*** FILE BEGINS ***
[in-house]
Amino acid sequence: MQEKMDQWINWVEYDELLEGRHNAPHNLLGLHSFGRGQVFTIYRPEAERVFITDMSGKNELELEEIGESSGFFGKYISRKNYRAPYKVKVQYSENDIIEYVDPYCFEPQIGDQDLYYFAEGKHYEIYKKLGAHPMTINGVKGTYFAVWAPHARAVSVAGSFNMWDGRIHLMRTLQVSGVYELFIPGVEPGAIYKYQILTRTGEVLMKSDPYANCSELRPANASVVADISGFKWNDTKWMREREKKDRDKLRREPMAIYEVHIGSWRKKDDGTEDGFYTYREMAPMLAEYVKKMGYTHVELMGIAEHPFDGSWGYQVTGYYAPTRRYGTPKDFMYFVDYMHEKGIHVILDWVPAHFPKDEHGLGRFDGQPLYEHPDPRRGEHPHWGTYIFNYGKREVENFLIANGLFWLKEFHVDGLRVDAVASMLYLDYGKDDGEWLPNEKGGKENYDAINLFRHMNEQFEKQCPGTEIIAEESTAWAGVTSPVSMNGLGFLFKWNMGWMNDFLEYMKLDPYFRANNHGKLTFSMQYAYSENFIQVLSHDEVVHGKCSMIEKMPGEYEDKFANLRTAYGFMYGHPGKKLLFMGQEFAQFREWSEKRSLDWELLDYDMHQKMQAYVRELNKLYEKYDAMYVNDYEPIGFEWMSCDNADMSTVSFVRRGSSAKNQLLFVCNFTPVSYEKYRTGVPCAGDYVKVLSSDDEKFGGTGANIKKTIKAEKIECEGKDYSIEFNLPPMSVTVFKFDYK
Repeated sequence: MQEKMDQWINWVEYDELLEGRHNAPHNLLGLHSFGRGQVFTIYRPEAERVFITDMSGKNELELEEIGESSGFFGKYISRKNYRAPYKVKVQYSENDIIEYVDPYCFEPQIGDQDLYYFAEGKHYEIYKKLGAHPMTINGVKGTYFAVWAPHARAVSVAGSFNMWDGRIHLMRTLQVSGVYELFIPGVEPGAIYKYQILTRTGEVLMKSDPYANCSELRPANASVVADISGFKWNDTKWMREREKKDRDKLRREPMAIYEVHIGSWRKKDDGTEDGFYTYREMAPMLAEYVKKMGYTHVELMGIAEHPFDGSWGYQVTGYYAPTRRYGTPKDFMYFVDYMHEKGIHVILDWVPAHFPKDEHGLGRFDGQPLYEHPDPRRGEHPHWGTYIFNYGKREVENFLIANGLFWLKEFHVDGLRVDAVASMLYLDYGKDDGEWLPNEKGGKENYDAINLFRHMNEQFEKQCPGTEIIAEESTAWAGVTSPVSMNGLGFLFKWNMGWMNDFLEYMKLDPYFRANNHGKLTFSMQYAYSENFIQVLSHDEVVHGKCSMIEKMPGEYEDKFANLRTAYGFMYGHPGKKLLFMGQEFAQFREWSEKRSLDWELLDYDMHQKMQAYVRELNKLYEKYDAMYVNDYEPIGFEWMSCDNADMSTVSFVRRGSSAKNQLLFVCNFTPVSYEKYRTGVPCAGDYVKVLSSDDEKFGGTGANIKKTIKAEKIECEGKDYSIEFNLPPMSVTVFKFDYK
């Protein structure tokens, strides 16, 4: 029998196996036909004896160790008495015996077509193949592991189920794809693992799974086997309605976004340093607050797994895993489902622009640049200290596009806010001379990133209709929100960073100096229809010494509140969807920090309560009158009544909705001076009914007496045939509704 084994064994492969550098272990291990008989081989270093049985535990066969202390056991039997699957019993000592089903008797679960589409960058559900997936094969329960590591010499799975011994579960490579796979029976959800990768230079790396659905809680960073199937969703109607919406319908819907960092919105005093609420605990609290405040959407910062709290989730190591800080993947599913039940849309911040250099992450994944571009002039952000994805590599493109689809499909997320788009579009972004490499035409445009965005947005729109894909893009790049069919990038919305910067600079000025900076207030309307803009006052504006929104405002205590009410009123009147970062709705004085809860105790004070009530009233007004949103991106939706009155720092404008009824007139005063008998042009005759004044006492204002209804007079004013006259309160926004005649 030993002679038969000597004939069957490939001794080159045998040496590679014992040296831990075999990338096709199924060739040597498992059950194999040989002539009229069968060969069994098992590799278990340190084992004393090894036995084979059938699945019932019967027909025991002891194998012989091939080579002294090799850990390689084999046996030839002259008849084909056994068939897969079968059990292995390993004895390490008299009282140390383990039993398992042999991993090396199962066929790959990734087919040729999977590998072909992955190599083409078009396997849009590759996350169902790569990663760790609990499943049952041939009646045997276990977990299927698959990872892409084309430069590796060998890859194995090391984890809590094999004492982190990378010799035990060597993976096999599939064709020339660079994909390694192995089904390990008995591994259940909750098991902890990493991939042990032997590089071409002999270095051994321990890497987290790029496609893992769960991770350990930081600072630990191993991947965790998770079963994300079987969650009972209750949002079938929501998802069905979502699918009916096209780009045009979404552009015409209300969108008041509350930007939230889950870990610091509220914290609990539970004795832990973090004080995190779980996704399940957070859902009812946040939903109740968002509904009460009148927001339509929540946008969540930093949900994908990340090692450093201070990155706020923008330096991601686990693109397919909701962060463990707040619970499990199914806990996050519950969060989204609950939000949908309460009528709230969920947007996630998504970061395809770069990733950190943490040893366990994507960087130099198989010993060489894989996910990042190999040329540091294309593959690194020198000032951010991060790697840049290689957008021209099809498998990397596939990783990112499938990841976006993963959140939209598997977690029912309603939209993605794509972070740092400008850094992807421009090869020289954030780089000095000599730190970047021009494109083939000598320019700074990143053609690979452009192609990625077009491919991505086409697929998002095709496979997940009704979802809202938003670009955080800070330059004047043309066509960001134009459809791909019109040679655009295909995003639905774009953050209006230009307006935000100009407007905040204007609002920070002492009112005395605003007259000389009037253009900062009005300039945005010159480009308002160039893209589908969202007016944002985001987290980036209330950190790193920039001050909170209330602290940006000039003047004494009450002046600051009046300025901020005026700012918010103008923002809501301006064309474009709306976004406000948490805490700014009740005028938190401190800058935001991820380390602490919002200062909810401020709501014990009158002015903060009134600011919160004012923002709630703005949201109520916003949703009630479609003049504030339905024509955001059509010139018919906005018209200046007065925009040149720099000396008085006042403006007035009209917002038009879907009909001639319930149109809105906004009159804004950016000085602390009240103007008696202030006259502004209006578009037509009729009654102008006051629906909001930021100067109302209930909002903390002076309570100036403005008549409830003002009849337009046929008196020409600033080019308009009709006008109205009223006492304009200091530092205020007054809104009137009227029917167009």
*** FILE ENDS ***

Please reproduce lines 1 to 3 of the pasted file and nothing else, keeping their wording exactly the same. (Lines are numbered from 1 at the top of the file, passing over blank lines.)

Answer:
[in-house]
Amino acid sequence: MQEKMDQWINWVEYDELLEGRHNAPHNLLGLHSFGRGQVFTIYRPEAERVFITDMSGKNELELEEIGESSGFFGKYISRKNYRAPYKVKVQYSENDIIEYVDPYCFEPQIGDQDLYYFAEGKHYEIYKKLGAHPMTINGVKGTYFAVWAPHARAVSVAGSFNMWDGRIHLMRTLQVSGVYELFIPGVEPGAIYKYQILTRTGEVLMKSDPYANCSELRPANASVVADISGFKWNDTKWMREREKKDRDKLRREPMAIYEVHIGSWRKKDDGTEDGFYTYREMAPMLAEYVKKMGYTHVELMGIAEHPFDGSWGYQVTGYYAPTRRYGTPKDFMYFVDYMHEKGIHVILDWVPAHFPKDEHGLGRFDGQPLYEHPDPRRGEHPHWGTYIFNYGKREVENFLIANGLFWLKEFHVDGLRVDAVASMLYLDYGKDDGEWLPNEKGGKENYDAINLFRHMNEQFEKQCPGTEIIAEESTAWAGVTSPVSMNGLGFLFKWNMGWMNDFLEYMKLDPYFRANNHGKLTFSMQYAYSENFIQVLSHDEVVHGKCSMIEKMPGEYEDKFANLRTAYGFMYGHPGKKLLFMGQEFAQFREWSEKRSLDWELLDYDMHQKMQAYVRELNKLYEKYDAMYVNDYEPIGFEWMSCDNADMSTVSFVRRGSSAKNQLLFVCNFTPVSYEKYRTGVPCAGDYVKVLSSDDEKFGGTGANIKKTIKAEKIECEGKDYSIEFNLPPMSVTVFKFDYK
Repeated sequence: MQEKMDQWINWVEYDELLEGRHNAPHNLLGLHSFGRGQVFTIYRPEAERVFITDMSGKNELELEEIGESSGFFGKYISRKNYRAPYKVKVQYSENDIIEYVDPYCFEPQIGDQDLYYFAEGKHYEIYKKLGAHPMTINGVKGTYFAVWAPHARAVSVAGSFNMWDGRIHLMRTLQVSGVYELFIPGVEPGAIYKYQILTRTGEVLMKSDPYANCSELRPANASVVADISGFKWNDTKWMREREKKDRDKLRREPMAIYEVHIGSWRKKDDGTEDGFYTYREMAPMLAEYVKKMGYTHVELMGIAEHPFDGSWGYQVTGYYAPTRRYGTPKDFMYFVDYMHEKGIHVILDWVPAHFPKDEHGLGRFDGQPLYEHPDPRRGEHPHWGTYIFNYGKREVENFLIANGLFWLKEFHVDGLRVDAVASMLYLDYGKDDGEWLPNEKGGKENYDAINLFRHMNEQFEKQCPGTEIIAEESTAWAGVTSPVSMNGLGFLFKWNMGWMNDFLEYMKLDPYFRANNHGKLTFSMQYAYSENFIQVLSHDEVVHGKCSMIEKMPGEYEDKFANLRTAYGFMYGHPGKKLLFMGQEFAQFREWSEKRSLDWELLDYDMHQKMQAYVRELNKLYEKYDAMYVNDYEPIGFEWMSCDNADMSTVSFVRRGSSAKNQLLFVCNFTPVSYEKYRTGVPCAGDYVKVLSSDDEKFGGTGANIKKTIKAEKIECEGKDYSIEFNLPPMSVTVFKFDYK